The reluctant napper – causes and solutions

Nap battles in toddlers can be particularly frustrating for parents because skipping a nap can cause overtiredness and an unbearably cranky little person towards the end of the day. There are numerous reasons why napping might have become a nemesis. In this article, I will review some of the reasons why naps might become problematic in toddlers, and some solutions to try to address them.

Do toddlers need naps?

There will always be an outlier! But, in general, a child under the age of about 2.5-3 years will benefit from a nap. Over the last couple of generations, the decline in both the age of children continuing to nap and the total sleep time. May be due to busy lifestyles, increasing amounts of technology, and growing intolerance of boredom, or a combination of all three!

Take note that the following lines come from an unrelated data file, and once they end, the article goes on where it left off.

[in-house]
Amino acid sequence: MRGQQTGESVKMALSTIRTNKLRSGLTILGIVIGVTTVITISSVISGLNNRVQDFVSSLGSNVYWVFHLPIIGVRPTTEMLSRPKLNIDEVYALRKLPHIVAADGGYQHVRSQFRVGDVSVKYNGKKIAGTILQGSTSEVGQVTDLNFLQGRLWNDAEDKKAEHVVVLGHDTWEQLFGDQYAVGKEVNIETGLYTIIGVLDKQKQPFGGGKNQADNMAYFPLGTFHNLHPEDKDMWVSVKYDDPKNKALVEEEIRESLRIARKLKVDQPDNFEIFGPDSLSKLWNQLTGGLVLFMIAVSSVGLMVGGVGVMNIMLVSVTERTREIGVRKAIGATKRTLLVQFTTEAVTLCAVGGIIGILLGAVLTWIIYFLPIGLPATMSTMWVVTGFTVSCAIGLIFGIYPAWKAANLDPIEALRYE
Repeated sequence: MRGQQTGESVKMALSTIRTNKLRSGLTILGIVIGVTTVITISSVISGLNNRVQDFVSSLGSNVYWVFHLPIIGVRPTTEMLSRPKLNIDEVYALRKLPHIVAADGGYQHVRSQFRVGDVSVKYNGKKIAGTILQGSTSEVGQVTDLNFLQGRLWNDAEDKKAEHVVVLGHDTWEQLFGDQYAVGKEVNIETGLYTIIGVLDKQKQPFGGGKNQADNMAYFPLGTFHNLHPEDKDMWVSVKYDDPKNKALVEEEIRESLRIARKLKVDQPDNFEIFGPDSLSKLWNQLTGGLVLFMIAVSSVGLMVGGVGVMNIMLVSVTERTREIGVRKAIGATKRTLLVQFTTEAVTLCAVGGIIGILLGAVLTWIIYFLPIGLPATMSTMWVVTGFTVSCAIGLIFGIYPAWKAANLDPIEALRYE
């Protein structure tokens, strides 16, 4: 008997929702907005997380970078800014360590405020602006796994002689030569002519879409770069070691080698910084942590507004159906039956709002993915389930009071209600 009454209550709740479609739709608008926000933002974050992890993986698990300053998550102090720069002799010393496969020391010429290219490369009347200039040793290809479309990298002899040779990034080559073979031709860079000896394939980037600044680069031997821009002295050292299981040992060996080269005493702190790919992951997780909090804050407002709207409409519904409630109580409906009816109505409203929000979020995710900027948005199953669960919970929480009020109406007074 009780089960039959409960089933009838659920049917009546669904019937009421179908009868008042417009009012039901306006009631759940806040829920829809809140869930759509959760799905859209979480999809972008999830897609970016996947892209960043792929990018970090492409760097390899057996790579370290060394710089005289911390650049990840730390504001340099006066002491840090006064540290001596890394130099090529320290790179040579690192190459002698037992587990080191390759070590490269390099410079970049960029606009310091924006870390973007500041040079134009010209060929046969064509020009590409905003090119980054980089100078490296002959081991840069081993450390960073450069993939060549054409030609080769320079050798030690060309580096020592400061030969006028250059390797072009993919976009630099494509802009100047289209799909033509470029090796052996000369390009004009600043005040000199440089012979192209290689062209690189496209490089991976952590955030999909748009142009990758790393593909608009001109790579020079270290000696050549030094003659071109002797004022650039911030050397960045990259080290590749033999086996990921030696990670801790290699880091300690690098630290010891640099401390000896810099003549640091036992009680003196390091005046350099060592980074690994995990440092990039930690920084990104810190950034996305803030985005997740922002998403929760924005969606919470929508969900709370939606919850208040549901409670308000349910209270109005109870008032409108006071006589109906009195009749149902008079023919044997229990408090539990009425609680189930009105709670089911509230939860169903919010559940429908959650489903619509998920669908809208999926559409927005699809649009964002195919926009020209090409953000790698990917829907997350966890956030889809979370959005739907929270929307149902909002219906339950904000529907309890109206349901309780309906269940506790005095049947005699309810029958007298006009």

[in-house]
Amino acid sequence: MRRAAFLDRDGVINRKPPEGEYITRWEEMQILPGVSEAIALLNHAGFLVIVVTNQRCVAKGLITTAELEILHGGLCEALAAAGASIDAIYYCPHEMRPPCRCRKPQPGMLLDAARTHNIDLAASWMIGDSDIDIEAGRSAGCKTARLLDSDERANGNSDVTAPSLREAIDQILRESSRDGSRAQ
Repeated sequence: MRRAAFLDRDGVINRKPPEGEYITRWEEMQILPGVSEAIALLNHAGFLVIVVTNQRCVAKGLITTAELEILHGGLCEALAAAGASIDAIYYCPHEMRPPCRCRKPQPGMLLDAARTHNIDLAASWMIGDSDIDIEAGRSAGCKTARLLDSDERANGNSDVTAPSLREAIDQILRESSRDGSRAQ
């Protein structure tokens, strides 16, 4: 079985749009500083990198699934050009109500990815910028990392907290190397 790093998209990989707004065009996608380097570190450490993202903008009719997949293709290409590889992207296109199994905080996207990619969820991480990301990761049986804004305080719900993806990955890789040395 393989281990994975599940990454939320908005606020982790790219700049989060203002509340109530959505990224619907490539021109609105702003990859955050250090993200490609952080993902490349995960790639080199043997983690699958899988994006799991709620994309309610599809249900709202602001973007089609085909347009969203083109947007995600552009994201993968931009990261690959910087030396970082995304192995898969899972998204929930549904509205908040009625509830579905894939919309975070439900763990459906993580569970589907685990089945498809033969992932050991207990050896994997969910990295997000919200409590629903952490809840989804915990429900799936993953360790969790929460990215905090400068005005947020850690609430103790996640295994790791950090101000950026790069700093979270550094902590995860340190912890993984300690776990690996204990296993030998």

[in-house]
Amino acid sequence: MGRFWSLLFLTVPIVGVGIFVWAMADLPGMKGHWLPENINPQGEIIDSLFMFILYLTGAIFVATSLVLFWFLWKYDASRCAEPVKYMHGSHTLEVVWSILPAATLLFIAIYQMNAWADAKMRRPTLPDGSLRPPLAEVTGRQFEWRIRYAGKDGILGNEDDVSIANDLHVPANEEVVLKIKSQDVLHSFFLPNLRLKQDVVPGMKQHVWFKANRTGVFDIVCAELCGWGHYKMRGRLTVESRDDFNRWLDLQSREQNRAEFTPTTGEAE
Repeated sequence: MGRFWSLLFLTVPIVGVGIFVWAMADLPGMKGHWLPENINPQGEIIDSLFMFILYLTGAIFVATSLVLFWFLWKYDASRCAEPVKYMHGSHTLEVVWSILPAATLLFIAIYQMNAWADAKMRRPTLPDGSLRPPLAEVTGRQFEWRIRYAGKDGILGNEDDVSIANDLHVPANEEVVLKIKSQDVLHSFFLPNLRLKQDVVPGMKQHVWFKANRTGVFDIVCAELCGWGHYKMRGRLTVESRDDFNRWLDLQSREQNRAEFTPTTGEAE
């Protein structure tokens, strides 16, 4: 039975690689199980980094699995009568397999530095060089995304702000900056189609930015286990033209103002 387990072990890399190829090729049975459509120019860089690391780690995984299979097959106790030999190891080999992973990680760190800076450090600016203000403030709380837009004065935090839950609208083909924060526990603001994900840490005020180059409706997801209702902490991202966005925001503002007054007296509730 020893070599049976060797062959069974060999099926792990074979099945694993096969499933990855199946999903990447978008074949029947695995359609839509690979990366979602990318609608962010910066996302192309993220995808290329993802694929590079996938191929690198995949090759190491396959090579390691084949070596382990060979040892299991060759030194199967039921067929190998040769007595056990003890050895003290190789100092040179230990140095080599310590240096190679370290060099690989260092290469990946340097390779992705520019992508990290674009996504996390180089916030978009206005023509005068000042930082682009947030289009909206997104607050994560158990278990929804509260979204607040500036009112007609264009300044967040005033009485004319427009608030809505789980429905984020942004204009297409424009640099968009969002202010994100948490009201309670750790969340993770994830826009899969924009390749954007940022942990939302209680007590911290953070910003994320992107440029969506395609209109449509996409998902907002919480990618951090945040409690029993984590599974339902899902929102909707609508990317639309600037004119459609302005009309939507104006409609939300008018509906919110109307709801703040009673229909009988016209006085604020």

The problem with not having a nap is three-fold:

1. The child may be extremely irritable and cranky in the afternoon and evening. I often hear of increasing behavior challenges, tantrums, fussing, whining, lethargy and a refusal to cooperate

2. The child may have difficulty with activities such as eating. It’s not unusual to have a toddler who is simply too tired to eat

3. A child who is building up overtiredness in the day through not having a nap may experience changes in their sleep architecture at night, and you may find that night waking worsens, or has a reprise

So, while you will run into a few toddlers who genuinely don’t seem to need a nap, it is a sensible strategy to assume that most do.

You’ll know a toddler is ready to drop their nap entirely when:

  • Sleep well at night.